Nephrotoxicity is one of the important side effects of anthracycline antibiotics. The aim of the study was to determine the protective effect of Solanum torvum on doxorubicin-induced nephrotoxicity in rats using biochemical and histopathological approaches. Oxidative stress is the main factor in doxorubicin (DOX) induced nephrotoxicity. Wistar rats received either DOX (67.75 mg/kg, i.v, 2 days before sacrifice) or S. torvum (100 mg/kg and 300 mg/kg, p.o.) prior to DOX treatment or S. torvum (100 mg/kg and 300 mg/kg, p.o.) extract alone for 4 weeks. Nephrotoxicity was assessed by measuring the abnormal levels of serum creatinine and blood urea nitrogen (BUN). The anti-oxidant defence enzymes superoxide dismutase (SOD) and catalase (CAT) of kidney tissue were also measured at the end of the treatment schedule. Treatment with S. torvum (100 mg/kg and 300 mg/kg) significantly (p < 0.05) decreased the levels of creatinine and BUN and significantly (p < 0.05) increased the anti-oxidant defence enzyme levels of SOD and CAT. Histopathological changes showed that DOX caused significant structural damages to kidneys like tubular necrosis, renal lesions and glomerular congestion which was reversed with S. torvum. The results suggest that S. torvum has the potential in preventing the nephrotoxicity induced by doxorubicin. © 2009 Elsevier Ltd. All rights reserved.


Mohan M.,JKK Nataraja Dental College and Hospital | Waghulde H.,JKK Nataraja Dental College and Hospital | Kasture S.,Pinnacle Biomedical Research Institute
Phytotherapy Research | Year: 2010

Acute subcutaneous administration of Angiotensin II (Ang II) causes a rise in blood pressure in diabetic Wistar rats. Diabetes was induced using streptozotocin (70 mg/kg, i.v.). Chronic administration of pomegranate juice (PJ) extract (100 mg/kg and 300 mg/kg; p.o. for 4 weeks) obtained from Punica granatum (punicaceae) fruits reduced the mean arterial blood pressure and vascular reactivity changes to various catecholamines and also reversed the biochemical changes induced by diabetes and Ang II. PJ treatment also caused a significant decrease in levels of thiobarbituric acid reactive substances (TBARS) in kidney and pancreas while activities of enzymes superoxide dismutase (SOD), catalase (CAT), and glutathione reductase (GSH) showed significant elevation. The cumulative concentration response curve (CCRC) of Ang II was shifted towards right in rats treated with PJ using isolated strip of ascending colon. In histopathological examination, PJ treatment prevented the tubular degenerative changes induced by diabetes. The results suggest that the PJ extract could prevent the development of high blood pressure induced by Ang II in diabetic rats probably by combating the oxidative stress induced by diabetes and Ang II and by inhibiting ACE activity. In conclusion, PJ has antihypertensive action in Ang II diabetic model. Copyright © 2009 John Wiley & Sons, Ltd. 10.1002/ptr.3090.


Mohan M.,JKK Nataraja Dental College and Hospital | Patankar P.,JKK Nataraja Dental College and Hospital | Ghadi P.,Computerised Laboratory | Kasture S.,Pinnacle Biomedical Research Institute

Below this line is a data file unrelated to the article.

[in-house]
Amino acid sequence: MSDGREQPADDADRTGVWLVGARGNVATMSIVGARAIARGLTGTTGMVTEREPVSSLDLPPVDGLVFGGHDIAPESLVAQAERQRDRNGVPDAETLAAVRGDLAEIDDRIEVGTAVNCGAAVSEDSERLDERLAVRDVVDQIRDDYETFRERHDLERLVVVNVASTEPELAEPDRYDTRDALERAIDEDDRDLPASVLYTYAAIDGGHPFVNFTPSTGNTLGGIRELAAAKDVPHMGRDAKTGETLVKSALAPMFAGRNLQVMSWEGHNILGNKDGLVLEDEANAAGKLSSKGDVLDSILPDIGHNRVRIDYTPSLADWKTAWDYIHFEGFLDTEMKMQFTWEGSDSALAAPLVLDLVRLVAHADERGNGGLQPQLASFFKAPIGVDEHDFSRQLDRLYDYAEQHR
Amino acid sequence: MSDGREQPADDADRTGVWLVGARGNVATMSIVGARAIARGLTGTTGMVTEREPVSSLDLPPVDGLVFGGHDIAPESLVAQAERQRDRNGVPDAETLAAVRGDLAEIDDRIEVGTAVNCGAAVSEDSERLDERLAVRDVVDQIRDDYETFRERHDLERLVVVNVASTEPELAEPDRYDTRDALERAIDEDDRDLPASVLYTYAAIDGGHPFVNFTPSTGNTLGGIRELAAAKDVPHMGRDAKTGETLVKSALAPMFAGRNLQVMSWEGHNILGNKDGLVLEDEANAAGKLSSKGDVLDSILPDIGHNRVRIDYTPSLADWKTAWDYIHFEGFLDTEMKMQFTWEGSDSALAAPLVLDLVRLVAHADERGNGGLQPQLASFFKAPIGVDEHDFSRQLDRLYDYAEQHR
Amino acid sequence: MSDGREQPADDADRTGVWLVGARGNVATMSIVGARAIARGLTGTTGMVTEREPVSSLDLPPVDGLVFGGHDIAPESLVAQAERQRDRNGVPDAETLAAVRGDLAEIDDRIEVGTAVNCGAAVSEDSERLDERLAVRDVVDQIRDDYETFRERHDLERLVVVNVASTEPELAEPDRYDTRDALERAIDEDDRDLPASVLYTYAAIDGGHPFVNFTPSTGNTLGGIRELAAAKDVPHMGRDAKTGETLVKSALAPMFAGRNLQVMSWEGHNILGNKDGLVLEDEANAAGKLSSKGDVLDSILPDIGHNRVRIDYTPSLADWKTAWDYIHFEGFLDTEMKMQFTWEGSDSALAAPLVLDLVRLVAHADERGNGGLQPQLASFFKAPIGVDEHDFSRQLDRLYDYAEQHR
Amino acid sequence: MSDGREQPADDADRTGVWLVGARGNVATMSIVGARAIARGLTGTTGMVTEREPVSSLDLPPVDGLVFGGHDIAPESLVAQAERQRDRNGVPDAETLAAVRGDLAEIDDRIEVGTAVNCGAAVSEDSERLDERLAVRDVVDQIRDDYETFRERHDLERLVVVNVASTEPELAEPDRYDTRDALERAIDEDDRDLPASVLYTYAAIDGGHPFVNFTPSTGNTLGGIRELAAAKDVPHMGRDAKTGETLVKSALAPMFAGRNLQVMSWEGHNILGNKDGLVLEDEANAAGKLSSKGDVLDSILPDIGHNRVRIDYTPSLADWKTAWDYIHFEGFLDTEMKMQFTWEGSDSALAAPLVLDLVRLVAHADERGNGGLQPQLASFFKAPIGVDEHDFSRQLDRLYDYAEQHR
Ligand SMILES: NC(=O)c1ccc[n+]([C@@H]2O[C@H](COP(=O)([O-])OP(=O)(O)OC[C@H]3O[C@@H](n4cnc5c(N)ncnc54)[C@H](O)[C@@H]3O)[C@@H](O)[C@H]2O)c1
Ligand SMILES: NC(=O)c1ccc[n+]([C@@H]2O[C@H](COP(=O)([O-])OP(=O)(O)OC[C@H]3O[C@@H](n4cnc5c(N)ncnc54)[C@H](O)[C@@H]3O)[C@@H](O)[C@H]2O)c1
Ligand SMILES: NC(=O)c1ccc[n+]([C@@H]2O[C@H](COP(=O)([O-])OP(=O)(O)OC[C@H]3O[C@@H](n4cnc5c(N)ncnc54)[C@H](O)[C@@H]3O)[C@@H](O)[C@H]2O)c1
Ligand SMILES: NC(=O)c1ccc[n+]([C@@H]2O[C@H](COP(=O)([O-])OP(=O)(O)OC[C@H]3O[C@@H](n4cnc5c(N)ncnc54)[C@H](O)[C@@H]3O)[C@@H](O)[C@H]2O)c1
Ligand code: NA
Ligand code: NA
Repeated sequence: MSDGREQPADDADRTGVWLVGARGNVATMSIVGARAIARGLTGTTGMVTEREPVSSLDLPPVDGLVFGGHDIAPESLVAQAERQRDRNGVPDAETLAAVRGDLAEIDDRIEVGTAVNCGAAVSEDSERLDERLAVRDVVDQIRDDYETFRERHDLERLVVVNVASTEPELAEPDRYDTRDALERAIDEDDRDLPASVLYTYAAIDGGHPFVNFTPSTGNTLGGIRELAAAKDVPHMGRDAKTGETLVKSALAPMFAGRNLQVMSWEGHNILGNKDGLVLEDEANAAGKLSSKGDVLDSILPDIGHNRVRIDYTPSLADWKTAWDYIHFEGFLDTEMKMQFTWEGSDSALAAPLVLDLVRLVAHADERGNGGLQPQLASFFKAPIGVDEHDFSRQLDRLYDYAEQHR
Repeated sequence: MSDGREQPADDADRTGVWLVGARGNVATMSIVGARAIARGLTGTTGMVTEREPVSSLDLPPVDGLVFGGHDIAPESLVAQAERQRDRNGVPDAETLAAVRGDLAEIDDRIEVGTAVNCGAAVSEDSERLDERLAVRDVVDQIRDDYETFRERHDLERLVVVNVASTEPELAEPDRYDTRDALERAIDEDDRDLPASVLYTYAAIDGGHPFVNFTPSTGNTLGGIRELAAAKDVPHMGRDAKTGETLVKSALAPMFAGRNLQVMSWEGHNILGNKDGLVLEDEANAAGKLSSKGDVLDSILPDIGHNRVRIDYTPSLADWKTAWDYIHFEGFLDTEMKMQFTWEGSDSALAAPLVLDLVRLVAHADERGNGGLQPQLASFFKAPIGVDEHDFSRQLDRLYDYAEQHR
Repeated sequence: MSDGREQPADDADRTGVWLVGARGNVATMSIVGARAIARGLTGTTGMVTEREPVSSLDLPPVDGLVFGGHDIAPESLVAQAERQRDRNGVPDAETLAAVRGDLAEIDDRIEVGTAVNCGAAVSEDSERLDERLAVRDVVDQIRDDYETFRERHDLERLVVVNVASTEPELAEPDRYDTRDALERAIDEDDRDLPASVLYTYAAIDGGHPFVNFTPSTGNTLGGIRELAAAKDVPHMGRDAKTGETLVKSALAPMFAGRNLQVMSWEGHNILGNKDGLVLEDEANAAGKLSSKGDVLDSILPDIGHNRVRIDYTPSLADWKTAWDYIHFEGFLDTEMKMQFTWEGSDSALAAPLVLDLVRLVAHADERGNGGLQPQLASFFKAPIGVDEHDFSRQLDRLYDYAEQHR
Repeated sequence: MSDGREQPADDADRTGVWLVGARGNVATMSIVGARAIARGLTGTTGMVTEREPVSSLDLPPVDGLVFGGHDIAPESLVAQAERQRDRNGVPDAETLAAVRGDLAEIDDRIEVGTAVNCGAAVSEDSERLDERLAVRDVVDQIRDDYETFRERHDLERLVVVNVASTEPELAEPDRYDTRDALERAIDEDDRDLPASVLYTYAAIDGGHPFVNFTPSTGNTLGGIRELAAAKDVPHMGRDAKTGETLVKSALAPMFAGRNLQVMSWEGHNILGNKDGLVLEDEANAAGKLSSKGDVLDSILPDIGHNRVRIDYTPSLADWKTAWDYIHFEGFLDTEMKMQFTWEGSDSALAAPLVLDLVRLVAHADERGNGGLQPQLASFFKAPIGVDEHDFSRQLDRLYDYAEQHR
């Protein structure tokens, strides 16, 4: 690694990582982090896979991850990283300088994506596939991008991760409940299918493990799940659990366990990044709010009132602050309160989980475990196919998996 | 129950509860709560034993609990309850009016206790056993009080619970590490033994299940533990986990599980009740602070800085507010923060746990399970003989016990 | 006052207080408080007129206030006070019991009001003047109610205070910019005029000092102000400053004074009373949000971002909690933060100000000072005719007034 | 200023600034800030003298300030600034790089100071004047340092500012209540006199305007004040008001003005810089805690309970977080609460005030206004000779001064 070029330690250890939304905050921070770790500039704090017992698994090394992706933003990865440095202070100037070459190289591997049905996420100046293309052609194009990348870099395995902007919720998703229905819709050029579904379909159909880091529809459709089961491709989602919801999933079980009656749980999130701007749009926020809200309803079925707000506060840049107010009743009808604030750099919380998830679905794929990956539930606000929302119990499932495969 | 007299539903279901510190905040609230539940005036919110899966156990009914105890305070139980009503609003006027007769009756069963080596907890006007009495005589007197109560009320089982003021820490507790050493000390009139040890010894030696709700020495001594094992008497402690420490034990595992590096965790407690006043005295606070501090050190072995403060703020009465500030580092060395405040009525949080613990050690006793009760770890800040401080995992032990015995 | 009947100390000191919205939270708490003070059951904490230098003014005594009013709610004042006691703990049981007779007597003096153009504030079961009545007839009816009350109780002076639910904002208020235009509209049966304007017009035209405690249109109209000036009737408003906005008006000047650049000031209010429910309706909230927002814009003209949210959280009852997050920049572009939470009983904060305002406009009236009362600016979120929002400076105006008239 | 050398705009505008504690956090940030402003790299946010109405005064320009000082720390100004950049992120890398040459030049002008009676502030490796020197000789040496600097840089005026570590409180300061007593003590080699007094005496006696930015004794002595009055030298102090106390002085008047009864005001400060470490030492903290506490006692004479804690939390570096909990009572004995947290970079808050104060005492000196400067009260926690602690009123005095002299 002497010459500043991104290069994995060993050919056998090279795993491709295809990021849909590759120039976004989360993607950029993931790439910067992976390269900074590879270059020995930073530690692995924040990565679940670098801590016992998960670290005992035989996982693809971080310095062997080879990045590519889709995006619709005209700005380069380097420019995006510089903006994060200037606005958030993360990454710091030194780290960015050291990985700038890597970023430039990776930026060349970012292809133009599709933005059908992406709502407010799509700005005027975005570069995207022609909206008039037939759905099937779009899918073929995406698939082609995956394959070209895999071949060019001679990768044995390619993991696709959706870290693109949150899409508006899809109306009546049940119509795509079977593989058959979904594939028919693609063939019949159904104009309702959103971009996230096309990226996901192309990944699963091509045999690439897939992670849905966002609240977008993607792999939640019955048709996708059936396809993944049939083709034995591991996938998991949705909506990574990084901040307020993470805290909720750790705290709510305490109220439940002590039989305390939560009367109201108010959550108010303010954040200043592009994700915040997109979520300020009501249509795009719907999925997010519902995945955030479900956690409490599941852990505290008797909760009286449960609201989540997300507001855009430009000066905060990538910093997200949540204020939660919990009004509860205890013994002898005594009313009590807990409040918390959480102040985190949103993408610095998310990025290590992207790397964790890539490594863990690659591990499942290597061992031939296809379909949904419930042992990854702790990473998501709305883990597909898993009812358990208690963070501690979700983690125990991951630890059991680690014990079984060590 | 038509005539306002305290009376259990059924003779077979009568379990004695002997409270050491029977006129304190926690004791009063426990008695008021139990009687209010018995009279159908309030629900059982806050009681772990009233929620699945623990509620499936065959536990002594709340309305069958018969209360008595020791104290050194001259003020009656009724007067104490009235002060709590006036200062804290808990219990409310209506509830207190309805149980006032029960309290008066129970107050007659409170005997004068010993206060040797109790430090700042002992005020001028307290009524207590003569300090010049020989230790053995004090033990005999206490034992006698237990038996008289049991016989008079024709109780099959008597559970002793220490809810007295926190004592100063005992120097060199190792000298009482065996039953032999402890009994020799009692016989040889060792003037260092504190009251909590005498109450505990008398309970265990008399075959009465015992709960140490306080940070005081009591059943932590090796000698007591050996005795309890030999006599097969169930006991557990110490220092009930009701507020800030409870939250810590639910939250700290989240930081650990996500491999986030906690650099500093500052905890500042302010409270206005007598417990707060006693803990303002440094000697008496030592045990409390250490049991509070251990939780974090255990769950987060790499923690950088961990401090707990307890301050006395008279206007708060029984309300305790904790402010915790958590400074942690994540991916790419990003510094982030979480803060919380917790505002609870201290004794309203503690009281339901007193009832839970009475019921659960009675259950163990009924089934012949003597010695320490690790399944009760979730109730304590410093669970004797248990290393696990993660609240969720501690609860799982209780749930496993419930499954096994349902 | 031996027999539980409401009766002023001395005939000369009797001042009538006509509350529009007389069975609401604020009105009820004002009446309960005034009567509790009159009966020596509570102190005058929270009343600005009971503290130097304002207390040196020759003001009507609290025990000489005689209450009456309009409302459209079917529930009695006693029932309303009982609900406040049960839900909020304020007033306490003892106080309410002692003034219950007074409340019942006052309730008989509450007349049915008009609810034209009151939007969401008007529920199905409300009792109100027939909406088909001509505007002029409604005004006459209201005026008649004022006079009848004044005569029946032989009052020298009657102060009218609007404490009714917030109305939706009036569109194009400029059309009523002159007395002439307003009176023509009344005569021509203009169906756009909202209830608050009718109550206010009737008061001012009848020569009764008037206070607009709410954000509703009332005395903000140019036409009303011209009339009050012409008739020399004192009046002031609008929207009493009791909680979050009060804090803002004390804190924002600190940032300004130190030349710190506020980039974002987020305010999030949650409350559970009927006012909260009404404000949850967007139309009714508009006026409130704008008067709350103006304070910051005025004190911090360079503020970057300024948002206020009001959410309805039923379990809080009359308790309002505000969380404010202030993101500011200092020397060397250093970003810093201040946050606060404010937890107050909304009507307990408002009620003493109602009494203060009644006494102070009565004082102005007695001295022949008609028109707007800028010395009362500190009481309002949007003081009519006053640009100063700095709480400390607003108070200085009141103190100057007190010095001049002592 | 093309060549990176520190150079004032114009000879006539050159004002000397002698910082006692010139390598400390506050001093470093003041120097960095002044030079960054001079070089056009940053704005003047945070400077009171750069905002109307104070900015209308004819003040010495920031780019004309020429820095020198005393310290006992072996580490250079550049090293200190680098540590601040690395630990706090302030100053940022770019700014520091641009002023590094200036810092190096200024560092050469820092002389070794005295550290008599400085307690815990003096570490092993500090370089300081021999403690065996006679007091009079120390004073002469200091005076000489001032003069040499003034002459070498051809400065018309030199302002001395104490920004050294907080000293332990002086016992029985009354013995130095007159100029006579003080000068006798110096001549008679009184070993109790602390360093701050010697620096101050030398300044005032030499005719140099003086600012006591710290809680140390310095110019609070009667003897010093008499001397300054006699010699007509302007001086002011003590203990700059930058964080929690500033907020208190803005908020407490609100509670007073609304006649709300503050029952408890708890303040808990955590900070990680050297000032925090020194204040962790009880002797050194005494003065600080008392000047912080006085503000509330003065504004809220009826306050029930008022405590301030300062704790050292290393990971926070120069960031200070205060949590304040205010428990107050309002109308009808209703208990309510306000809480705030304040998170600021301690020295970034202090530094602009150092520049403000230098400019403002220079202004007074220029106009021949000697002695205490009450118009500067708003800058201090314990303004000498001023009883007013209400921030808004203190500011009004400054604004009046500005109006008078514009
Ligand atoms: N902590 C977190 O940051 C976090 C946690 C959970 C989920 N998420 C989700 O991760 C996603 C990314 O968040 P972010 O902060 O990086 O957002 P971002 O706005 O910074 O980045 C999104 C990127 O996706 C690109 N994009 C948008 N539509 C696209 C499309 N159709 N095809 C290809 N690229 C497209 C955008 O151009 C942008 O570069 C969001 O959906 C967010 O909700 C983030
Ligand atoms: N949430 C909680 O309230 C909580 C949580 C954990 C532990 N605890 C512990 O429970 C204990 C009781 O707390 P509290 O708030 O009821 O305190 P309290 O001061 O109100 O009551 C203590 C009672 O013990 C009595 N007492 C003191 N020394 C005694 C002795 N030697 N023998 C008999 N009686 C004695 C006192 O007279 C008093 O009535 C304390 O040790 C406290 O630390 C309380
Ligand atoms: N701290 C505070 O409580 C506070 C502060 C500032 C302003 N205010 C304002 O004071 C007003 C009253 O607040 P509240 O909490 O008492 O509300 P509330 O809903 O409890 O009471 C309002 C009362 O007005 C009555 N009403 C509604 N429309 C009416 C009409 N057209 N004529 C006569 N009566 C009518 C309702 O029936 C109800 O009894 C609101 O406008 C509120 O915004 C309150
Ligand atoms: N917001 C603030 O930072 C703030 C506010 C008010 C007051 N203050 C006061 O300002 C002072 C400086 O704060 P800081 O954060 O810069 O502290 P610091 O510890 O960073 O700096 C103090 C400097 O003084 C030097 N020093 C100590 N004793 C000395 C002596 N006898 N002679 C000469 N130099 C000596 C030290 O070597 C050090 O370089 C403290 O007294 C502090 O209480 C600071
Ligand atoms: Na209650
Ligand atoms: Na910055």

Journal of Pharmacology and Pharmacotherapeutics | Year: 2010

Objective: To determine the protective role of Punica granatum L. (Punicaceae) seed juice extract and its butanolic fraction on heart rate, electrocardiographic patterns, vascular reactivity to catecholamines, cardiac marker enzymes, antioxidant enzymes together with morphologic and histopathological changes in isoproterenol-induced myocardial infarction in male Wistar rats. Materials and Methods: The effects of Punica granatum seed juice extract (100 mg/kg, p.o. and 300 mg/kg, p.o.) and butanolic fraction of Punica granatum seed juice extract (100 mg/kg., p.o.) on cardiac parameters were studied. Isoproterenol hydrochloride was used to induce myocardial infarction in Wistar rats. At the end of the experiment, heart rate, ECG, pressure rate index and cardiac marker enzyme levels were assessed. Results: Rats treated with isoproterenol (85 mg/kg, administered subcutaneously twice at an interval of 24 h) showed a significant increase in heart rate, ST elevation in ECG, pressure rate index and a significant increase in the levels of cardiac marker enzymes-lactate dehydrogenase, and creatine kinase in serum. Isoproterenol significantly reduced superoxide dismutase and catalase activity and increased vascular reactivity to various catecholamines. Pretreatment with PJ (100 mg/kg, p.o. and 300 mg/kg, p.o.) and B-PJ (100 mg/kg., p.o.) for a period of 21 days significantly inhibited the effects of ISO on heart rate, PRI, ECG patterns, levels of LDH, CK, SOD, CAT, and vascular reactivity changes. Treatment with PJ (100 mg/kg and 300 mg/kg) and B-PJ (100 mg/kg., p.o.) alone did not alter any of the parameters as compared to vehicle-treated Wistar rats. Punica granatum-treated animals showed a lesser degree of cellular infiltration in histopathological studies. Conclusion: Punica granatum ameliorates cardiotoxic effects of isoproterenol and may be of value in the treatment of MI.